As related in earlier winters , sometimes Berkeley gets cold enough that frost settles over the town. Well, settle isn’t really the right word, since the frost crystals actually grows in what appears to the layperson to be a magical process of sublimation. The crystals are called spicules, which resemble little spikes or hairs when they form on a cold surface.
Speaking of our weather, one of our local TV weatherfolk, KTVU’s Bill Martin, referred to it as “Chicago cold” last night. And not once but twice he advised viewers that they’d want to take action to make sure plants, pets and “the elderly” were protected from the weather’s effects. The elderly? We brought our own resident grandparent in from the unheated shed in the backyard.
By our effete bayside standards, tonight counts as a cold night. The temperature is dropping into the 30s here and below freezing in places farther from the water. For the next couple of days, anyway, we won’t be getting out of the 40s here. The scene above is from several days ago. The high was probably in the low 60s, perhaps the last day of a prolonged beautiful dry warm autumn. It already seems like that season is over.
We’ve been having a string of clear evenings in the Bay Area, perfect for watching the nightly fly-by of the International Space Station and the shuttle Atlantis. When the shuttle and the station are docked, they appear as a single, bright star moving from (roughly) west to east. The Atlantis undocked early this morning and rapidly moved away from the station. This evening one of the ships appeared in the northwest, then the other–the space station trailed by the shuttle, I think. From San Francisco, they seemed to move nearly straight overhead, then rapidly vanished into the Earth’s shadow when they were still high above the horizon.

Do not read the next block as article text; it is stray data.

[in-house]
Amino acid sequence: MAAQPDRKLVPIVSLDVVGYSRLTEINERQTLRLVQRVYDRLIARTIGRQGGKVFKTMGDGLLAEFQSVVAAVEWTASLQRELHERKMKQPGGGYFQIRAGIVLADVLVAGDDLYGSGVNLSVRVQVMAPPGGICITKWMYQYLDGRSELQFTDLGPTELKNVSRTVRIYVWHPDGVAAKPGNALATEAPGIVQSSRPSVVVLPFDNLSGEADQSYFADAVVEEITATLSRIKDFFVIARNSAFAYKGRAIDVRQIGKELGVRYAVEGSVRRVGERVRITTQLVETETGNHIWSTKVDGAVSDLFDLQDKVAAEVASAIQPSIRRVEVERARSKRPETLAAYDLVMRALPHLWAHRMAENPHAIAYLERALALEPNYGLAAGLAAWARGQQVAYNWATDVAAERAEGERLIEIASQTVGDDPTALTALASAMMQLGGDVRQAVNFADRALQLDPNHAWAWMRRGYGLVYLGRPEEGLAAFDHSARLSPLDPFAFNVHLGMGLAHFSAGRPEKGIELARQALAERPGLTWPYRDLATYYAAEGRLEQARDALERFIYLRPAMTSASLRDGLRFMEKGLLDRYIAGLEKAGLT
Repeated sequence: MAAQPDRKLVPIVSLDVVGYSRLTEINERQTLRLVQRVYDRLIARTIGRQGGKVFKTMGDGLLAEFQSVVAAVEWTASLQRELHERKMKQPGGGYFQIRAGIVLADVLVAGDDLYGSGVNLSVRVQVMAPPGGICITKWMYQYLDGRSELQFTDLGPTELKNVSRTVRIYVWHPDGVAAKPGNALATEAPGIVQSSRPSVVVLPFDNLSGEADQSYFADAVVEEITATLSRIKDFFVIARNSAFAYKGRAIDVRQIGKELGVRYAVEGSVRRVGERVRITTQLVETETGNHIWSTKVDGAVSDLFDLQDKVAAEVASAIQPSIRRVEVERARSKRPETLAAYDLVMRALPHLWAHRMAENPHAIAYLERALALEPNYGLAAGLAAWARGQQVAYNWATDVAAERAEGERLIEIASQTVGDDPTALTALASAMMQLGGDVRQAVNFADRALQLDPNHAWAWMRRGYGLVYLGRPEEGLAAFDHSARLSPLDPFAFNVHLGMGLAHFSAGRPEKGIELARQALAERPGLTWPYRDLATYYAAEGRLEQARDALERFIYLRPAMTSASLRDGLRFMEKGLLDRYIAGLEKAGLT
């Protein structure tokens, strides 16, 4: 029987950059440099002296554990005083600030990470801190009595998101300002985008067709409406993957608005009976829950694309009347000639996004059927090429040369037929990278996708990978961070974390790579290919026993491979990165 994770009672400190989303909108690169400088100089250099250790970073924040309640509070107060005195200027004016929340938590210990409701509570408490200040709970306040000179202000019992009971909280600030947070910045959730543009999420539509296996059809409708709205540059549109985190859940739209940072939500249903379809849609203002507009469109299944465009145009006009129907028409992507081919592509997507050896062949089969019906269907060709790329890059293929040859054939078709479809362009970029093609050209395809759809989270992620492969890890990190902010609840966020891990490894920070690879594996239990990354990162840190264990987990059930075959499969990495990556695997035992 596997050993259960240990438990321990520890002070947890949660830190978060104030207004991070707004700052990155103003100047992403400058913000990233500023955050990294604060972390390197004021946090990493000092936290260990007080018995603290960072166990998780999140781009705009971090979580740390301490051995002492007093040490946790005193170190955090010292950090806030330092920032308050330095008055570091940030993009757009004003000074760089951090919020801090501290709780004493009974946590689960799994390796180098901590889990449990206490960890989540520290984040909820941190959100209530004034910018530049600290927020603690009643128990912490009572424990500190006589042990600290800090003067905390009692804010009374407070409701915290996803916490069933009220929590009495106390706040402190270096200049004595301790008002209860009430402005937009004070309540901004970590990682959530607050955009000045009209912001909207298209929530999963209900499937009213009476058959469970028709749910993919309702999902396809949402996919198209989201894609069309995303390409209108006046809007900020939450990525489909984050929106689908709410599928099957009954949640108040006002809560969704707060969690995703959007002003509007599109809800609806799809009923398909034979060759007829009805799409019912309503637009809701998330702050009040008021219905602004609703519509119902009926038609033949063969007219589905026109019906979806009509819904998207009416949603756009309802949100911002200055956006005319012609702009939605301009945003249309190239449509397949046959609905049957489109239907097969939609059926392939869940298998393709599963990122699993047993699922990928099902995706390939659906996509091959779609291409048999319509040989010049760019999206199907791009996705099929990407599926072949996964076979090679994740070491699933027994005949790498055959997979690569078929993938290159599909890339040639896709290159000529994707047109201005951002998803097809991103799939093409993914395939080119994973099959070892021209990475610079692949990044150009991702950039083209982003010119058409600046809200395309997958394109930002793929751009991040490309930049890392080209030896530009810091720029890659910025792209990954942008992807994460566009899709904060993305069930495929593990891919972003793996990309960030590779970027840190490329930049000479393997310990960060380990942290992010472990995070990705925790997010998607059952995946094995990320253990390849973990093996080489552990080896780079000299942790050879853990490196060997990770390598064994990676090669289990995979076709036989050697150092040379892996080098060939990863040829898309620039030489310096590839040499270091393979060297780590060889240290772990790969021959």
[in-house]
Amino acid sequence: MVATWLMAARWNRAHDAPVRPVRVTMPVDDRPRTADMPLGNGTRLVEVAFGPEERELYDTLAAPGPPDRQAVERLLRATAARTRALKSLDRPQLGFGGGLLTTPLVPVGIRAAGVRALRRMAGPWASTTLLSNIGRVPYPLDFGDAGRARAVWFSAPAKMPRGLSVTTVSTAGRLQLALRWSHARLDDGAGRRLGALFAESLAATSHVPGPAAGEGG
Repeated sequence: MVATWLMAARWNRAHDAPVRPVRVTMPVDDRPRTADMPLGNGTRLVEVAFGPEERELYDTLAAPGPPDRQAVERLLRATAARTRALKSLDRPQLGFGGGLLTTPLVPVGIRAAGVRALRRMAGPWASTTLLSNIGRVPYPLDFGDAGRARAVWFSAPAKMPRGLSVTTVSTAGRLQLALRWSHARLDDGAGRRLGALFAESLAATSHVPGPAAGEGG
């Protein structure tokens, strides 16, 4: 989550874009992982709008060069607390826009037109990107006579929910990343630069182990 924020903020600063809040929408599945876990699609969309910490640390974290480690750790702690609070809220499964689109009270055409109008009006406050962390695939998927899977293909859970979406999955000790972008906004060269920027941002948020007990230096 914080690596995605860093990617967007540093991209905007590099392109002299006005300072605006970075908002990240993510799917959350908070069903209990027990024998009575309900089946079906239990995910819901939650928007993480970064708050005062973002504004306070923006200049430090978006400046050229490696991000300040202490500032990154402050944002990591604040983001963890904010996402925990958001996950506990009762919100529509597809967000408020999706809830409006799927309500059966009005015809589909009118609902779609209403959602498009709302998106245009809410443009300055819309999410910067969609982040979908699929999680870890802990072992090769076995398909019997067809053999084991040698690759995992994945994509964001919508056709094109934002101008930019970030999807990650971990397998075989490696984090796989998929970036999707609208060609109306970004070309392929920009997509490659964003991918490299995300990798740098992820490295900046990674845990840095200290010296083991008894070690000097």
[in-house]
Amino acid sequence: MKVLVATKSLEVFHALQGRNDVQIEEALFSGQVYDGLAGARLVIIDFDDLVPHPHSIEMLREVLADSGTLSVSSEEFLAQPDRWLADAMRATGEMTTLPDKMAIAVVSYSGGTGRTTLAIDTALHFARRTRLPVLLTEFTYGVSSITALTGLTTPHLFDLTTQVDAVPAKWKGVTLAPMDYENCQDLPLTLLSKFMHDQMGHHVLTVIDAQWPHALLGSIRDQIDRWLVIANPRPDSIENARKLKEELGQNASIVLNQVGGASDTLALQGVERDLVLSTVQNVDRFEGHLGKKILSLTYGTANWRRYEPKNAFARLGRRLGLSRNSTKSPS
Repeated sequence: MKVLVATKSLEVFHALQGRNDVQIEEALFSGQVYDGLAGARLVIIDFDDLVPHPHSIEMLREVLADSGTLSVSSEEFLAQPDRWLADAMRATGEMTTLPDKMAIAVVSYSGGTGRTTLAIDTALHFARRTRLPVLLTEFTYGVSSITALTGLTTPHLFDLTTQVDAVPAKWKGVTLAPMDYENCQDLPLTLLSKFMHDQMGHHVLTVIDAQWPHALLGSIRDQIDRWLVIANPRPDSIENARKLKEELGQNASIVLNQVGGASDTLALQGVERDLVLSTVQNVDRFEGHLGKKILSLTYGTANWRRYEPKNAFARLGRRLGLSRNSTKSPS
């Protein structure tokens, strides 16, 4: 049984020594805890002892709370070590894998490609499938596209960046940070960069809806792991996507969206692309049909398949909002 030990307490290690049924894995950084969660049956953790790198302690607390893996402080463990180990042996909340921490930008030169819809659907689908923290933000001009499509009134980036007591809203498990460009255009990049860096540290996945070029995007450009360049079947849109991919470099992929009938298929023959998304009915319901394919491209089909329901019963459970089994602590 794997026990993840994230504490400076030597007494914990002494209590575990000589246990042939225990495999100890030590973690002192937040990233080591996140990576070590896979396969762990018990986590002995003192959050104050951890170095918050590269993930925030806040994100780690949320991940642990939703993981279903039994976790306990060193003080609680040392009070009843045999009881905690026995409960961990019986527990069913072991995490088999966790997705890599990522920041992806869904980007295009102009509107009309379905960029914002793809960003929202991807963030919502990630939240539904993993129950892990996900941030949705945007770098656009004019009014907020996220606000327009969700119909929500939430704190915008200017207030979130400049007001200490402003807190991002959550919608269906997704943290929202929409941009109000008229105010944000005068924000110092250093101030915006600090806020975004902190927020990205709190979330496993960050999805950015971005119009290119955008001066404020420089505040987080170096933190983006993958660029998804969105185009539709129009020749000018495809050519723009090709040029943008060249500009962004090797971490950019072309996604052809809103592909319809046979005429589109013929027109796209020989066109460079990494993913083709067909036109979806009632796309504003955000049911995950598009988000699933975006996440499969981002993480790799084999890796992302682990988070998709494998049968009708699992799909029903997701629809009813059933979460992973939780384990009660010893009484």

It always surprises me a little not to see others out staring at these objects as they pass over, or that passers-by don’t ask what I’m looking at. A big-city rule, I guess: avoid the harmless-looking guy staring into the sky just in case he’s a lunatic. One time, a co-worker happened upon me watching the space station go over a nearby park. “What happened?” she asked. “Did a bird shit on you?” I told her about the space station and pointed at it. She glanced toward the sky, gave me a look that said she didn’t quite believe anything like that was up there at the moment, and moved on.
Tonight in Berkeley, meantime: Kate knew the twin apparitions of space station and shuttle would become visible at 6:22. She called several neighbors to alert them. While I watched from the lower western edge of Potrero Hill, she had nearly a dozen people out in the street here in our neighborhood for the three-minute show. That’s just one of the things I love about this block: that people will come out to see a night-time sky display–lunar eclipses, comets, meteor showers, whatever’s on tap–and just hang out for a few minutes.
There’s another double-viewing Thanksgiving night. Check your local listings on NASA’s Satellite Sightings Information page.
There’s a Saturday morning routine that takes us by a restaurant for coffee and pastries followed by a pause at the King Middle School garden (so the dog can watch the chickens) and a stop at the schoolyard to sit and consume previously mentioned food items.
Then there’s a Sunday morning routine: different direction, different cafe, no pastries, and no stops. But we do walk along the old Santa Fe right-of-way, and our path takes us past an old storefront on Hearst Street that has been turned into a gallery.
The picture above: the gallery a couple Sundays ago. I’m a sucker for artfully arranged miscellany, I guess.